Cyphernomicon Index
Cyphernomicon 12.13

Digital Cash and Net Commerce:
Practical Issues and Concerns with Digital Cash

  12.13.1. "Is physical identity proof needed for on-line clearing?"
           - No, not if the cash outlook is taken. Cash is cash. Caveat
           - The "first to the locker" approach causes the bank not to
              particularly care about this, just as a Swiss bank will
              allow access to a numbered account by presentation of the
              number, and perhaps a key. Identity proof *may* be needed,
              depending on the "protocol" they and the customer
              established, but it need not be. And the last thing the
              bank is worried about is being able to "find and prosecute"
              anyone, as there is no way they can be liable for a double
              spending incident. The beauties of local clearing! (Which
              is what gold coins do, and paper money if we really think
              we can pass it on to others.)
  12.13.2. "Is digital cash traceable?"
           - There are several flavors of "digital cash," ranging from
              versions of VISA cards to fully untraceable (Chaumian)
              digital cash.
           - This comes up a lot, with people in Net newsgroups even
              warning others not to use digital cash because of the ease
              of traceability. Not so.
           - "Not the kind proposed by David Chaum and his colleagues in
              the Netherlands. The whole thrust of their research over
              the last decade has been the use of cryptographic
              techniques to make electronic transactions secure from
              fraud while at the same time protecting personal privacy.
              They, and others, have developed a number of schemes for
              UNTRACEABLE digital cash." [Kevin Van Horn,
              talk.politics.crypto, 1994-07-03]
  12.13.3. "Is there a danger that people will lose the numbers that
            they need to redeem money? That someone could steal the
            number and thus steal their money?"
           - Sure. There's the danger that I'll lose my bearer bonds, or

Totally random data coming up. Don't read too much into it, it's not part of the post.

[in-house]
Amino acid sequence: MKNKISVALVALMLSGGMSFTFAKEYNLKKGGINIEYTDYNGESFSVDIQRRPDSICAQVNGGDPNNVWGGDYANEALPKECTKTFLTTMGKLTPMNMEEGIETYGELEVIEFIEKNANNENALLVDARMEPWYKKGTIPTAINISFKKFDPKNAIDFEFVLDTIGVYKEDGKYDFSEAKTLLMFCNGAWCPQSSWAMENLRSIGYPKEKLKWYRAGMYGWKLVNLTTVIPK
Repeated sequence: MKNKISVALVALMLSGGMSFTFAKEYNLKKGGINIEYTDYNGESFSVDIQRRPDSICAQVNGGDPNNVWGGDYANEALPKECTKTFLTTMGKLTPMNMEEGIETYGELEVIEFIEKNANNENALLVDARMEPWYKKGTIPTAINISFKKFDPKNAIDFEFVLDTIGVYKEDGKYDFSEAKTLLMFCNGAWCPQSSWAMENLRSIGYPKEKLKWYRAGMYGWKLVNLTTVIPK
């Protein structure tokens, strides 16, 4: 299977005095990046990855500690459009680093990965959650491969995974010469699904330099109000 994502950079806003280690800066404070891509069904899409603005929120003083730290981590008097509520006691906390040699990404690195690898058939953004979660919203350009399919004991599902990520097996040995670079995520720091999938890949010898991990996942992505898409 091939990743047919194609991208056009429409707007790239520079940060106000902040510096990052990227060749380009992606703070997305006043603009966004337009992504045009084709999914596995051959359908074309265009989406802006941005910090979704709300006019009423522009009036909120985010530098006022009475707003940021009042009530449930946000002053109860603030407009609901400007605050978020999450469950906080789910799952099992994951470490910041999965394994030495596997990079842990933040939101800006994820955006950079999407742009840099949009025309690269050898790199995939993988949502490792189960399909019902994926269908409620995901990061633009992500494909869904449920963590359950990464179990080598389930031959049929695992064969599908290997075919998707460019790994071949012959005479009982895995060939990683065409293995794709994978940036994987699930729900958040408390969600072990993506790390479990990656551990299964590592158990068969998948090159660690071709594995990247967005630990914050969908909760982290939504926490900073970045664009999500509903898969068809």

forget my Swiss bank account number, or lose my treasure
              map to where I buried my money (as Alan Turing supposedly
              did in WW II).
           - People can take steps to limit risk. More secure computers.
              Dongles worn around their necks. Protocols that involve
              biometric authentication to their local computer or key
              storage PDA, etc. Limits on withdrawals per day, etc.
              People can store key numbers with people they trust,
              perhaps encrypted with other keys, can leave them with
              their lawyers, etc. All sorts of arrangements can be made.
              Personal identification is but one of these arrangements.
              Often used, but not essential to the underlyng protocol.
              Again, the Swiss banks (maybe now the Liechtenstein
              anstalts are a better example) don't require physical ID
              for all accounts. (More generally, if Charles wants to
              create a bank in which deposits are made and then given out
              to the first person who sings the right tune, why should we
              care? This extreme example is useful in pointing out that
              _contractual arrangements_ need not involve governmental or
              societal norms about what constitutes proof of identity.)

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